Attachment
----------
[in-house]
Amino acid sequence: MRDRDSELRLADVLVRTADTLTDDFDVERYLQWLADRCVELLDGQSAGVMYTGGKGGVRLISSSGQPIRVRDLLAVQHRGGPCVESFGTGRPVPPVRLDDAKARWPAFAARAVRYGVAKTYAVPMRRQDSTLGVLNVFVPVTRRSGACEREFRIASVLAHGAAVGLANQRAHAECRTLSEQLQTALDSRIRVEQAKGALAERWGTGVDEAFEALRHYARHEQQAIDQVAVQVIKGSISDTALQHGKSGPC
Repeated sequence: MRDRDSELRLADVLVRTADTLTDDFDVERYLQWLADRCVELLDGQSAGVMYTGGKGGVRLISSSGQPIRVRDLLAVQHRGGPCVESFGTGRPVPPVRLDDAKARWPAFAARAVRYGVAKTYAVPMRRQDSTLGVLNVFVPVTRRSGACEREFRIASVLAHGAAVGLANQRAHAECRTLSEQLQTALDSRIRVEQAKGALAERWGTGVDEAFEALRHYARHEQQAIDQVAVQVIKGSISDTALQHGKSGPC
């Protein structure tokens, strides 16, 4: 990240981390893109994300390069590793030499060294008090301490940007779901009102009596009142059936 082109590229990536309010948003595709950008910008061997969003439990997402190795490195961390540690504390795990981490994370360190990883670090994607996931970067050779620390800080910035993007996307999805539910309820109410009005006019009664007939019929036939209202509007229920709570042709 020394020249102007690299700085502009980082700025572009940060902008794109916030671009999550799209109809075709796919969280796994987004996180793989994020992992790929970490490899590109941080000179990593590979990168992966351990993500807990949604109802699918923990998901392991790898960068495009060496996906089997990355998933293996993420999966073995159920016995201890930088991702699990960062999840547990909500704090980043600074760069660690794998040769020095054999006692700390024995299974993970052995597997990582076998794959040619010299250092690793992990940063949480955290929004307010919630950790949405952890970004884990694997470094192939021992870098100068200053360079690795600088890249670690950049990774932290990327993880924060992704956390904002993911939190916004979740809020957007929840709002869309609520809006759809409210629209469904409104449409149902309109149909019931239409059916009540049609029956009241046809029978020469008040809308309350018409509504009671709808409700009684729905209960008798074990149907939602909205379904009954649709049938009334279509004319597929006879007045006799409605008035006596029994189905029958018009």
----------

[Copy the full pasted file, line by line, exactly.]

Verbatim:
[in-house]
Amino acid sequence: MRDRDSELRLADVLVRTADTLTDDFDVERYLQWLADRCVELLDGQSAGVMYTGGKGGVRLISSSGQPIRVRDLLAVQHRGGPCVESFGTGRPVPPVRLDDAKARWPAFAARAVRYGVAKTYAVPMRRQDSTLGVLNVFVPVTRRSGACEREFRIASVLAHGAAVGLANQRAHAECRTLSEQLQTALDSRIRVEQAKGALAERWGTGVDEAFEALRHYARHEQQAIDQVAVQVIKGSISDTALQHGKSGPC
Repeated sequence: MRDRDSELRLADVLVRTADTLTDDFDVERYLQWLADRCVELLDGQSAGVMYTGGKGGVRLISSSGQPIRVRDLLAVQHRGGPCVESFGTGRPVPPVRLDDAKARWPAFAARAVRYGVAKTYAVPMRRQDSTLGVLNVFVPVTRRSGACEREFRIASVLAHGAAVGLANQRAHAECRTLSEQLQTALDSRIRVEQAKGALAERWGTGVDEAFEALRHYARHEQQAIDQVAVQVIKGSISDTALQHGKSGPC
């Protein structure tokens, strides 16, 4: 990240981390893109994300390069590793030499060294008090301490940007779901009102009596009142059936 082109590229990536309010948003595709950008910008061997969003439990997402190795490195961390540690504390795990981490994370360190990883670090994607996931970067050779620390800080910035993007996307999805539910309820109410009005006019009664007939019929036939209202509007229920709570042709 020394020249102007690299700085502009980082700025572009940060902008794109916030671009999550799209109809075709796919969280796994987004996180793989994020992992790929970490490899590109941080000179990593590979990168992966351990993500807990949604109802699918923990998901392991790898960068495009060496996906089997990355998933293996993420999966073995159920016995201890930088991702699990960062999840547990909500704090980043600074760069660690794998040769020095054999006692700390024995299974993970052995597997990582076998794959040619010299250092690793992990940063949480955290929004307010919630950790949405952890970004884990694997470094192939021992870098100068200053360079690795600088890249670690950049990774932290990327993880924060992704956390904002993911939190916004979740809020957007929840709002869309609520809006759809409210629209469904409104449409149902309109149909019931239409059916009540049609029956009241046809029978020469008040809308309350018409509504009671709808409700009684729905209960008798074990149907939602909205379904009954649709049938009334279509004319597929006879007045006799409605008035006596029994189905029958018009």